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Cloudflare CEO Matthew Prince joins Yahoo Finance live from the 2020 World Economic Forum in Davos.
SAP's new co-CEO Christian Klein chats with Yahoo Finance at the 2020 World Economic Forum about the company's biggest priorities.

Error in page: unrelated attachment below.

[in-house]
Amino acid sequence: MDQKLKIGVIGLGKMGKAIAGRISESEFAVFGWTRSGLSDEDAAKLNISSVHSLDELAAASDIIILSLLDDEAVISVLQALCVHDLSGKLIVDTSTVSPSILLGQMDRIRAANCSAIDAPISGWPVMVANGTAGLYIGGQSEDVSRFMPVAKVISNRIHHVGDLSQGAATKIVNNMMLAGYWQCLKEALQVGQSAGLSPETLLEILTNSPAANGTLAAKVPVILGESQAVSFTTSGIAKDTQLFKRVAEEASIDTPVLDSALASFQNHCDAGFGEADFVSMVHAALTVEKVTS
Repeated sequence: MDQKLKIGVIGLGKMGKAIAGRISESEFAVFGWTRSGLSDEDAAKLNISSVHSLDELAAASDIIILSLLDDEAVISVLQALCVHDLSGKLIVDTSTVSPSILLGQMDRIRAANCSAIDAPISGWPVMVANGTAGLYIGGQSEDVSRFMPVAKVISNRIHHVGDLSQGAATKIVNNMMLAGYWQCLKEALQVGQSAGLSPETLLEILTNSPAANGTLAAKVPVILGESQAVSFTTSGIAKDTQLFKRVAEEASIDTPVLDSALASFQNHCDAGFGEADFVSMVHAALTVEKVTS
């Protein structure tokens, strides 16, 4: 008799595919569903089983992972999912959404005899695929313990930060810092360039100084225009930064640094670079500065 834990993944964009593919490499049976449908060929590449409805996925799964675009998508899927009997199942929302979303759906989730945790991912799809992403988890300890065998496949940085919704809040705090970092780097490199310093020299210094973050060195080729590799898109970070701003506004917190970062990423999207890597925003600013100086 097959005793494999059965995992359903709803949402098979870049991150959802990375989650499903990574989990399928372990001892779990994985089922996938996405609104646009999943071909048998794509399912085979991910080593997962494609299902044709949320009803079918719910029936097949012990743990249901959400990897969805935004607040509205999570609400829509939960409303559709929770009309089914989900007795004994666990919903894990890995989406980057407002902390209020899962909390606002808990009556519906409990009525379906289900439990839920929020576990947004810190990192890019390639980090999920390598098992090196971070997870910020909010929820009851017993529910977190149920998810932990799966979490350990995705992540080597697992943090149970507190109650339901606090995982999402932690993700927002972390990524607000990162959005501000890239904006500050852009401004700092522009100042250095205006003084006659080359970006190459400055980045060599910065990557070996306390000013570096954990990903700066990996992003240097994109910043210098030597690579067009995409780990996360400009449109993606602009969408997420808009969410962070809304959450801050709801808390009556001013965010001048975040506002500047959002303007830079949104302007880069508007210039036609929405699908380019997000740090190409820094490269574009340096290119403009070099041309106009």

(Bloomberg) -- Sign up here to receive the Davos Diary, a special daily newsletter that will run from Jan. 20-24.Microsoft Corp’s chief executive officer said he worries that mistrust between the U.S. and China will increase technology costs and hurt economic growth at a critical time.Using the $470 billion semiconductor industry as an example of a sector that is already globally interconnected, Satya Nadella said the two countries will have to find ways to work together, rather than creating different supply chains for each country.“All you are doing is increasing transaction costs for everybody if you completely separate,” Nadella said in an interview with Bloomberg News Editor-in-Chief John Micklethwait at Bloomberg’s The Year Ahead conference in Davos. That’s a concern as the executive said the world is on the cusp of a revolution around technology and artificial intelligence.“If we take steps back in trust or increase transaction costs around technology, all we are doing is sacrificing global economic growth,” he said.The Trump administration is considering steps to further limit the ability of U.S. companies to supply Huawei Technologies Co., China’s flagship tech company, in addition to pressuring countries around the world to avoid using its equipment for 5G mobile networks.The agreement signed last week between the U.S. and China was “not sufficient,” said Nadella, but represented “progress” on the issue of intellectual property protections for U.S. technology companies working with China.To enable different countries to use technology from outside their borders, Nadella suggested a system that relies on verification. For example, Microsoft has set up technology centers where various governments can inspect the Windows source code to satisfy themselves as to the security of the product.“There has to be a way for any country to be able to trust, through verification, the technology that they are using as part of a their infrastructure,” he said. “Mechanisms like that have to be in place, and then build trade on top of it instead of thinking of trade and trust as the same thing.”Two InternetsNadella said he worries about the development of two separate internets, noting that to some degree they already exist “and they will get amplified in the future” with massive technology companies already in place in China.The viewpoint clashes with Microsoft co-founder Bill Gates, who has been skeptical about the idea that ongoing U.S.-China trade tensions could ever lead to a bifurcated system of two internets.China and the U.S. are the two leading AI superpowers, however the cooling political relations between them have slowed the international collaboration.Even amid the tensions, countries should find ways to establish global norms around cybersecurity -- such as agreements not to hack each other’s citizens -- privacy and responsible AI, Nadella said. “Despite whatever trade dynamic causes people to separate, you would hope people would recognize we all benefit from more global norms, not less.“ Earlier this month, in a blog post about his goals for the year, Nadella said these areas are essential to earn and sustain people’s trust.Nadella also warned that countries that fail to attract immigrants will lose out as the global tech industry continues to grow. The CEO has previously voiced concern about India’s Citizenship Amendment Act, which bans undocumented Muslim migrants from neighboring countries from seeking citizenship in India while allowing immigrants from other religions to do so, calling it “sad.”“Every country is rethinking what is in their national interest,” he said. Governments need to “maintain that modicum of enlightenment and not think about it very narrowly,” Nadella said, adding that “people will only come when people know you’re an immigrant-friendly country.“However, Nadella said he remained hopeful. “I’m an India optimist,” he said. “The fact that there is a 70-year history of nation building, I think it’s a very strong foundation. I grew up in that country. I’m proud of that heritage. I’m influenced by that experience.”Carbon IssuesMicrosoft has recently unveiled plans to invest $1 billion to back companies and organizations working on technologies to remove or reduce carbon from the atmosphere, saying efforts to merely emit less carbon aren’t enough to prevent catastrophic climate change.“We will now have to make sure all our data center operations are first consuming renewable energy,” Nadella said.Microsoft and Amazon.com Inc., along with other technology companies, have been criticized for supplying software and cloud services to large oil and gas companies like Chevron Corp. and BP Plc. BlackRock Inc.’s Larry Fink has been trailed to work and public engagements by protesters decrying the investment firm for inaction on global warming and other issues.Activists have been pushing for companies to stop working with the largest producers of greenhouse gases. BlackRock has said it will cut exposure to thermal coal as the world’s largest asset manager moves to address climate change.Nadella declined to comment on whether Microsoft would stop working with the major carbon producers. “The energy transition is going to include all of us,” he said.(Updates with comment about global policies on security, privacy in 12th paragraph)To contact the reporters on this story: Dina Bass in Seattle at email@example.com;Amy Thomson in London at firstname.lastname@example.orgTo contact the editors responsible for this story: Giles Turner at email@example.com, Molly SchuetzFor more articles like this, please visit us at bloomberg.comSubscribe now to stay ahead with the most trusted business news source.©2020 Bloomberg L.P.